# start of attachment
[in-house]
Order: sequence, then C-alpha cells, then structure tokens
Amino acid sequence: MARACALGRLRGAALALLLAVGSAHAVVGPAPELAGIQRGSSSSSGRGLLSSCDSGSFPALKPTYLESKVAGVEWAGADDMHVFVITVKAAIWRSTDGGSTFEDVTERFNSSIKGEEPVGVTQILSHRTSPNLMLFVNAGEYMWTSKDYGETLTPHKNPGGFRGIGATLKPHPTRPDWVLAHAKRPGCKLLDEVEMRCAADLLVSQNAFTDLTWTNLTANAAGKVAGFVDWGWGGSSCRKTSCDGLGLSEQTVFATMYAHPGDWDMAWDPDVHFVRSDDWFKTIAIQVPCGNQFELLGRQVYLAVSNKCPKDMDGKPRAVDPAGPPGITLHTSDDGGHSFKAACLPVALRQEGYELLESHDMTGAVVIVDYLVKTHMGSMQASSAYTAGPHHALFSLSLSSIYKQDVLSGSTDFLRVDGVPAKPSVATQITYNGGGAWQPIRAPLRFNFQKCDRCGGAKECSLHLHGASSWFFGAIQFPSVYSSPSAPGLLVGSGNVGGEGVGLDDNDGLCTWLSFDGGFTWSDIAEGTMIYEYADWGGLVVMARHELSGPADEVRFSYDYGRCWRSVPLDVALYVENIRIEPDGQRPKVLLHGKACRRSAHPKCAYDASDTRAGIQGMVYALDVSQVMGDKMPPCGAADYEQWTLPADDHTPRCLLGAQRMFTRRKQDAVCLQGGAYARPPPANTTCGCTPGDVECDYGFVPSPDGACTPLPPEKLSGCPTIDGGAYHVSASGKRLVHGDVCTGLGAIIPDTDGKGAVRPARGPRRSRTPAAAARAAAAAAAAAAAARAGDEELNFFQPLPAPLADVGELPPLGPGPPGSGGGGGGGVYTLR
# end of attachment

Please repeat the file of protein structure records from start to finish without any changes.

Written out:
[in-house]
Order: sequence, then C-alpha cells, then structure tokens
Amino acid sequence: MARACALGRLRGAALALLLAVGSAHAVVGPAPELAGIQRGSSSSSGRGLLSSCDSGSFPALKPTYLESKVAGVEWAGADDMHVFVITVKAAIWRSTDGGSTFEDVTERFNSSIKGEEPVGVTQILSHRTSPNLMLFVNAGEYMWTSKDYGETLTPHKNPGGFRGIGATLKPHPTRPDWVLAHAKRPGCKLLDEVEMRCAADLLVSQNAFTDLTWTNLTANAAGKVAGFVDWGWGGSSCRKTSCDGLGLSEQTVFATMYAHPGDWDMAWDPDVHFVRSDDWFKTIAIQVPCGNQFELLGRQVYLAVSNKCPKDMDGKPRAVDPAGPPGITLHTSDDGGHSFKAACLPVALRQEGYELLESHDMTGAVVIVDYLVKTHMGSMQASSAYTAGPHHALFSLSLSSIYKQDVLSGSTDFLRVDGVPAKPSVATQITYNGGGAWQPIRAPLRFNFQKCDRCGGAKECSLHLHGASSWFFGAIQFPSVYSSPSAPGLLVGSGNVGGEGVGLDDNDGLCTWLSFDGGFTWSDIAEGTMIYEYADWGGLVVMARHELSGPADEVRFSYDYGRCWRSVPLDVALYVENIRIEPDGQRPKVLLHGKACRRSAHPKCAYDASDTRAGIQGMVYALDVSQVMGDKMPPCGAADYEQWTLPADDHTPRCLLGAQRMFTRRKQDAVCLQGGAYARPPPANTTCGCTPGDVECDYGFVPSPDGACTPLPPEKLSGCPTIDGGAYHVSASGKRLVHGDVCTGLGAIIPDTDGKGAVRPARGPRRSRTPAAAARAAAAAAAAAAAARAGDEELNFFQPLPAPLADVGELPPLGPGPPGSGGGGGGGVYTLR